- Activation Function
- Confusion Matrix
- Convolutional Neural Networks
- Forward Propagation
- Generative Adversarial Network
- Gradient Descent
- Linear Regression
- Logistic Regression
- Machine Learning Algorithms
- Multilayer Perceptron
- Naive Bayes
- Neural Networking and Deep Learning
- RuleFit
- Stack Ensemble
- Word2Vec
- XGBoost

- Attention Mechanism
- BERT
- Binary Classification
- Classify Token ([CLS])
- Conversational Response Generation
- GLUE (General Language Understanding Evaluation)
- GPT (Generative Pre-Trained Transformers)
- Language Modeling
- Layer Normalization
- Mask Token ([MASK])
- Probability Distribution
- Probing Classifiers
- SQuAD (Stanford Question Answering Dataset)
- Self-attention
- Separate token ([SEP])
- Sequence-to-sequence Language Generation
- Sequential Text Spans
- Text Classification
- Text Generation
- Transformer Architecture
- WordPiece

- AUC-ROC
- Analytical Review
- Autoencoders
- Bias-Variance Tradeoff
- Decision Optimization
- Explanatory Variables
- Exponential Smoothing
- Level of Granularity
- Long Short-Term Memory
- Loss Function
- Model Management
- Precision and Recall
- Predictive Learning
- ROC Curve
- Recommendation system
- Stochastic Gradient Descent
- Target Leakage
- Target Variable
- Underwriting

A

C

D

G

L

M

N

P

R

S

T

X

- Activation Function
- Confusion Matrix
- Convolutional Neural Networks
- Forward Propagation
- Generative Adversarial Network
- Gradient Descent
- Linear Regression
- Logistic Regression
- Machine Learning Algorithms
- Multilayer Perceptron
- Naive Bayes
- Neural Networking and Deep Learning
- RuleFit
- Stack Ensemble
- Word2Vec
- XGBoost

- Attention Mechanism
- BERT
- Binary Classification
- Classify Token ([CLS])
- Conversational Response Generation
- GLUE (General Language Understanding Evaluation)
- GPT (Generative Pre-Trained Transformers)
- Language Modeling
- Layer Normalization
- Mask Token ([MASK])
- Probability Distribution
- Probing Classifiers
- SQuAD (Stanford Question Answering Dataset)
- Self-attention
- Separate token ([SEP])
- Sequence-to-sequence Language Generation
- Sequential Text Spans
- Text Classification
- Text Generation
- Transformer Architecture
- WordPiece

- AUC-ROC
- Analytical Review
- Autoencoders
- Bias-Variance Tradeoff
- Decision Optimization
- Explanatory Variables
- Exponential Smoothing
- Level of Granularity
- Long Short-Term Memory
- Loss Function
- Model Management
- Precision and Recall
- Predictive Learning
- ROC Curve
- Recommendation system
- Stochastic Gradient Descent
- Target Leakage
- Target Variable
- Underwriting

Precision and Recall are two evaluation metrics used to determine the effectiveness of a classification model. These metrics help to measure the quality of the model by looking at the number of true positives, true negatives, false positives, and false negatives.

Precision is the ability of a classification model to identify only the relevant data points. It is the fraction of the true positives predicted by the model out of all the true and false positives. For example, if a spam filter marks an email as spam and it is indeed spam, then this is counted as a true positive. Precision is calculated as:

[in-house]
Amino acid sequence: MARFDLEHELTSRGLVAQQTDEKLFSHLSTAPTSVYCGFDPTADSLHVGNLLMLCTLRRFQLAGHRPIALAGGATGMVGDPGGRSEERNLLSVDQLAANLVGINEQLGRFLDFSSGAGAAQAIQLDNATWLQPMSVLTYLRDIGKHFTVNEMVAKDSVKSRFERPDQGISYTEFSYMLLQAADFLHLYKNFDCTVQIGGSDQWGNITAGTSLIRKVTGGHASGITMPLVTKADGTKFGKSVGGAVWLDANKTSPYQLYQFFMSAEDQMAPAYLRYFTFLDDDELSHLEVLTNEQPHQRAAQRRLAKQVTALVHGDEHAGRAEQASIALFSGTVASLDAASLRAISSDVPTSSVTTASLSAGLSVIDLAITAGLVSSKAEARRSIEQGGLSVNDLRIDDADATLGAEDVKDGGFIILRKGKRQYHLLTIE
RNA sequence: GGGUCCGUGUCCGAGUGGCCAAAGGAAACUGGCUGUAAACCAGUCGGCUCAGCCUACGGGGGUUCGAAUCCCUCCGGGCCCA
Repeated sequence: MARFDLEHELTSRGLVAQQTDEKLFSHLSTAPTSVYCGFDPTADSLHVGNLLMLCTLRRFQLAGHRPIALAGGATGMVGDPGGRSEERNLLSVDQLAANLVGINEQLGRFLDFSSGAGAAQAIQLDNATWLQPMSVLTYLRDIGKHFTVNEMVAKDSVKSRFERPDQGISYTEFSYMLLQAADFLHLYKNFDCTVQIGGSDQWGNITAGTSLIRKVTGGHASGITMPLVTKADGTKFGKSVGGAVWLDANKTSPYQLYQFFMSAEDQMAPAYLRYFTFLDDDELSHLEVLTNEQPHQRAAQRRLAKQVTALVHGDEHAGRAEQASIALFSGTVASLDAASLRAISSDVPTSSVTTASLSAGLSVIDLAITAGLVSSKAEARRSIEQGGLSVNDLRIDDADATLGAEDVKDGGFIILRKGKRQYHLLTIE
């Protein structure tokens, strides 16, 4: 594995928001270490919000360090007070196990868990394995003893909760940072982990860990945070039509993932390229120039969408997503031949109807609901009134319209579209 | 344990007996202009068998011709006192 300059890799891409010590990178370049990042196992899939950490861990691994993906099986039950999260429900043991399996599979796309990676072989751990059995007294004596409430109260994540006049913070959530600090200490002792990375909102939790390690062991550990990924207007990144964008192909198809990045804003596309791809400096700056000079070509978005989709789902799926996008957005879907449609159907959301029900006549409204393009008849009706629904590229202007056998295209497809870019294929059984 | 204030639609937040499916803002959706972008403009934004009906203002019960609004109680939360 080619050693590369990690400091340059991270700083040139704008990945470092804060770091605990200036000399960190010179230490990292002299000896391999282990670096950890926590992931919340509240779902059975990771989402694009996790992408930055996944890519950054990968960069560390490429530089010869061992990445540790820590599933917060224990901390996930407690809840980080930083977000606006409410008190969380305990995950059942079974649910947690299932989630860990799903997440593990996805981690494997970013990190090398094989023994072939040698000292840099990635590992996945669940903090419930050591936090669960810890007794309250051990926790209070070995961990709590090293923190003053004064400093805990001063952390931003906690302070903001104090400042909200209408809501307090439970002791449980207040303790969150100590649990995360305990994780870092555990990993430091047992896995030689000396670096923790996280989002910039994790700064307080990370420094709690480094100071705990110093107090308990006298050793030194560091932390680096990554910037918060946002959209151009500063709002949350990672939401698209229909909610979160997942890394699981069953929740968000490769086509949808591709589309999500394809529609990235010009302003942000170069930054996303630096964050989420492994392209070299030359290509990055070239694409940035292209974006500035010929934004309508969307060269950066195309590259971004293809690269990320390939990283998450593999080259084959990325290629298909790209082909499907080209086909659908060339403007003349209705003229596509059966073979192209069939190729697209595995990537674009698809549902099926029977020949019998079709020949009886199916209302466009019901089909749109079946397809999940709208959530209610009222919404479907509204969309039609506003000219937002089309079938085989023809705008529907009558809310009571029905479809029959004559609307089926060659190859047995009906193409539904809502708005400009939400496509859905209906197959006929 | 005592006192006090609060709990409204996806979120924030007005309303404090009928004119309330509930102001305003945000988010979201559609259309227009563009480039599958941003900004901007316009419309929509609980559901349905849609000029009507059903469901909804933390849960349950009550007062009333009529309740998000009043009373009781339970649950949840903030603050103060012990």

**Precision = True Positives / (True Positives + False Positives)**

Recall, on the other hand, is the ability of a classification model to find all the relevant data points. It is the fraction of the true positives predicted by the model out of all the true positives and false negatives. For example, if a spam filter misses a spam email, then this is counted as a false negative. Recall is calculated as:

**Recall = True Positives / (True Positives + False Negatives)**

When a classification model is trained, it makes predictions based on the features of an input. These predictions can be either positive or negative, and the goal is to identify as many true positives and true negatives as possible. However, the model may also produce a certain number of false positives (i.e., incorrectly identifying a negative as a positive) and false negatives (i.e., incorrectly identifying a positive as a negative).

Precision and Recall measure the effectiveness of a classification model in identifying true positives and true negatives while minimizing false positives and false negatives.

Precision and Recall are important because they measure the accuracy of a classification model. High precision means that the model is accurately identifying true positives and true negatives with minimal false positives. High recall means that the model is identifying most of the true positives and true negatives in the dataset.

Businesses use precision and recall to evaluate the performance of their machine learning models and to optimize their models for specific applications. By using precision and recall, businesses can ensure that their models are making accurate predictions and minimizing errors.

Precision and recall are important metrics for evaluating the effectiveness of machine learning models in classification tasks. By understanding these metrics, businesses can improve their data engineering and analytics capabilities and gain a competitive edge. H2O offers a robust suite of tools and libraries for machine learning that make it easy for data scientists to implement precision and recall in their projects.